Miles Franklin winner Melissa Lucashenko reflected on the treatment of women and Indigenous Australians during a speech at ANU.

Acclaimed author Melissa Lucashenko has called on Australians to “choose a radically different path” when it comes to the treatment of women, Indigenous Australians and our land, while being honoured for her services to literature at The Australian National University (ANU). 

The 2019 Miles Franklin winner accepted an honorary doctorate on Tuesday 8 February as part of the University’s 2022 graduation ceremonies.  

Ms Lucashenko used her speech to call out the bullying she sees as the “default setting” in Australian politics.  

“Because many Australians have never experienced being treated with full respect, this epidemic of bullying and belittling remains invisible,” she said. 
 
In her speech, Ms Lucashenko referenced the mistreatment of women in Parliament House. She noted that “rape culture” has been a long-standing issue in Australia’s colonial history.  

“There’s talk of rape culture as well as bullying, but what’s is rarely acknowledged is that modern Australia was born out of rape culture and has not evolved past it.” 

The proud Aboriginal writer of Goorie (Bundjalung) and European heritage also spoke about the climate emergency we’re currently facing, and the urgency needed to “save our only home”.  

“We can choose a radically different path. We can change our ideas, our words and our votes. There is still time. Let’s not waste it on meaningless words by hollow men, but act, and act swiftly.” 

Ms Lucashenko is no stranger to Canberra and the ANU campus. 

In 2019 she spent time here as the inaugural HC Coombs Creative Arts Indigenous Fellow, working on her new novel.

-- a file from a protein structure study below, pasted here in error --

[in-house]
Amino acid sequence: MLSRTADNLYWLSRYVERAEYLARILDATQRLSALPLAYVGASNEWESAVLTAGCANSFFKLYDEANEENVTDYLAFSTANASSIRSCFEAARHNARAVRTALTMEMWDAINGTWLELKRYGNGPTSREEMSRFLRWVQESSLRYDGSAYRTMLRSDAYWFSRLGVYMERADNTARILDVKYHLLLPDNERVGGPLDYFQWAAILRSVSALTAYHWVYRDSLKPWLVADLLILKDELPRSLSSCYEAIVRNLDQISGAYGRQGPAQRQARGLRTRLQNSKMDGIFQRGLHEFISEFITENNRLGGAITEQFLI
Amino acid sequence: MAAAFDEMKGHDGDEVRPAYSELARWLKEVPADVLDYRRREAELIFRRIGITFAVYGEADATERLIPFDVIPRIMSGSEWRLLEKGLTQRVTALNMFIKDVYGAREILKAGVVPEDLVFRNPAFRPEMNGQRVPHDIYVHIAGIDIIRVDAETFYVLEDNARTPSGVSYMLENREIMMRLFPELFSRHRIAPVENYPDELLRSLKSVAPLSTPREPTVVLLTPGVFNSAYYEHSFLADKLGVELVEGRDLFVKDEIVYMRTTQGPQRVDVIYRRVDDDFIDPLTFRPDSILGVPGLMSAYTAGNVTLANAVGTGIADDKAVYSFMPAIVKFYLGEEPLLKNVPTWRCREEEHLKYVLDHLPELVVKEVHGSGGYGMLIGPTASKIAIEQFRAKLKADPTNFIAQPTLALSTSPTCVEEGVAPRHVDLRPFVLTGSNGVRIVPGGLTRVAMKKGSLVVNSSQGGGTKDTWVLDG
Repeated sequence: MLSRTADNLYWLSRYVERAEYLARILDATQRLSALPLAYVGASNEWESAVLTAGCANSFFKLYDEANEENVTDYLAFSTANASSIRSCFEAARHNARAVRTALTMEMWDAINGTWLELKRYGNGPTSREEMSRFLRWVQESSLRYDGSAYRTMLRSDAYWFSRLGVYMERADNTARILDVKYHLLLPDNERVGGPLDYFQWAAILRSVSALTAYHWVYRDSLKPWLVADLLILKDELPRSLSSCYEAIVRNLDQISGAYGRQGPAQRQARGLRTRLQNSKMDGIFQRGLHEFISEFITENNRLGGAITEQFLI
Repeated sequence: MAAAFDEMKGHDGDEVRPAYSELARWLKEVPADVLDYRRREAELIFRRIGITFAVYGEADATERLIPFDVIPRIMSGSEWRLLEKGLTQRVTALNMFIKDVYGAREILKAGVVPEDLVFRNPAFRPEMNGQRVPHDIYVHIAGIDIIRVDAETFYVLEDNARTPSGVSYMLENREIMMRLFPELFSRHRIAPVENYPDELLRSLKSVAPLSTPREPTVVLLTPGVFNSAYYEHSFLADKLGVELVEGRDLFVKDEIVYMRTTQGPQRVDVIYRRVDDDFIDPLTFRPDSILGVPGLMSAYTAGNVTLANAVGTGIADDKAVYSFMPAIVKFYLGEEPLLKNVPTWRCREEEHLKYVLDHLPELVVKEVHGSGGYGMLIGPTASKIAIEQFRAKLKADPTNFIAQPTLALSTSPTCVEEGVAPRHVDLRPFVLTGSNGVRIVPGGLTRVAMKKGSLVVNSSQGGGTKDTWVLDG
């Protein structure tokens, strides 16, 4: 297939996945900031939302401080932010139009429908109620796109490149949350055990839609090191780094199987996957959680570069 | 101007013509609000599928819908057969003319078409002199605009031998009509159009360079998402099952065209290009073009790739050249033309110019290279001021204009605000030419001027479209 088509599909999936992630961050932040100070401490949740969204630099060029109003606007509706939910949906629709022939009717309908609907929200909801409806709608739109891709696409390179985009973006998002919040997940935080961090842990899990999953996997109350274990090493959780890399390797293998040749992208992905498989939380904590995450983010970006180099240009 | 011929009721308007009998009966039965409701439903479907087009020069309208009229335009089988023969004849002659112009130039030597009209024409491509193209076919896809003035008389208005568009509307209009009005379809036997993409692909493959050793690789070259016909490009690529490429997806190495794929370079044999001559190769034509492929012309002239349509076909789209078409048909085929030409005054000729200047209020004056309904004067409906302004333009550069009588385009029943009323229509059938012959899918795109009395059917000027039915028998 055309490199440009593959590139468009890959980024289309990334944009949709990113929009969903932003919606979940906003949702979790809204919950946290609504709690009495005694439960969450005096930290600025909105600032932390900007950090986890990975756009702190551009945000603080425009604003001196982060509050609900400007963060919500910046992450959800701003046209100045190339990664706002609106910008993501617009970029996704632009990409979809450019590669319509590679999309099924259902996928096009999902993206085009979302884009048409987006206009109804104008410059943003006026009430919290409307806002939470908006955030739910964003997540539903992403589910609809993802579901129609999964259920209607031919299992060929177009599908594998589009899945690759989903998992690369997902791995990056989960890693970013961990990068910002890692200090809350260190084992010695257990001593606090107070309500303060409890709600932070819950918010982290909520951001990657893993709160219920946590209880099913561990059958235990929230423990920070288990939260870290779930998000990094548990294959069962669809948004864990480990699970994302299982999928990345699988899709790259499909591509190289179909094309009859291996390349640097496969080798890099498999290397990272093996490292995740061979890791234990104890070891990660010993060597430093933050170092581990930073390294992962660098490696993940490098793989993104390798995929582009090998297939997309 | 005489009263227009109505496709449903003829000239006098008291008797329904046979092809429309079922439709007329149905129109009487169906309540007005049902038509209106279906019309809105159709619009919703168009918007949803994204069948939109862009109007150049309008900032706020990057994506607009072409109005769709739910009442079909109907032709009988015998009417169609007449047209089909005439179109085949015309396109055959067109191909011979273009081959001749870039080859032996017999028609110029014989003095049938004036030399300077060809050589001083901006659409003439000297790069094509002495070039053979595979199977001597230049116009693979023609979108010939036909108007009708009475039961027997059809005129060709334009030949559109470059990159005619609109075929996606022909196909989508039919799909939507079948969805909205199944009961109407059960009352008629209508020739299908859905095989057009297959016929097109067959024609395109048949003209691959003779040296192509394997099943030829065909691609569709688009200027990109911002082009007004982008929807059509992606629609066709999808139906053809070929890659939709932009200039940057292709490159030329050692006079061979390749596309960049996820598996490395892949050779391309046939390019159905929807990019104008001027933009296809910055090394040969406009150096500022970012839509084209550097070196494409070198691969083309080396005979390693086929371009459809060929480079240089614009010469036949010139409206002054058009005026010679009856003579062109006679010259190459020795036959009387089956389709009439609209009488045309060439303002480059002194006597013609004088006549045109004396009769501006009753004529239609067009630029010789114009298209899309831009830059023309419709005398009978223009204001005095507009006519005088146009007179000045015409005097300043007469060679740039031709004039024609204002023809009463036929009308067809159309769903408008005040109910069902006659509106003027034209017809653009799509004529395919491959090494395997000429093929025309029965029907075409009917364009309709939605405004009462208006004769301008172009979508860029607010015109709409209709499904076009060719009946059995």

“It’s set in colonial Queensland, a time when the world was changing rapidly and it could have gone in many different directions,” Ms Lucashenko said. 

“I’m trying to portray both the history of what did happen – invasion and colonisation – but also what could have been, other avenues that could’ve been taken. 

“I think one of the things holding Australia back is the idea that violent colonisation was inevitable, there was no other way to behave. I’m writing against that.” 

Ms Lucashenko said she was “incredibly grateful” for the chance to sit and think about her project. 

“Being hundreds of kilometres from home kind of allows you to be in a different headspace.” 

The HC Coombs Creative Arts Indigenous Fellowship was established in 2019. 

It allows the recipient to work and develop new ideas while interacting with the University’s staff and students. 

“I feel I’ve hopefully opened a door and other First Nations artists will be able to come through that open door after I’ve been and gone,” Ms Lucashenko said.  

Julie Gough is the 2022 HC Coombs Creative Arts Indigenous Fellow. 

More information about the fellowship is available on the ANU website. 

Top image: Melissa Lucashenko. Photo: Tracey Nearmy/ANU

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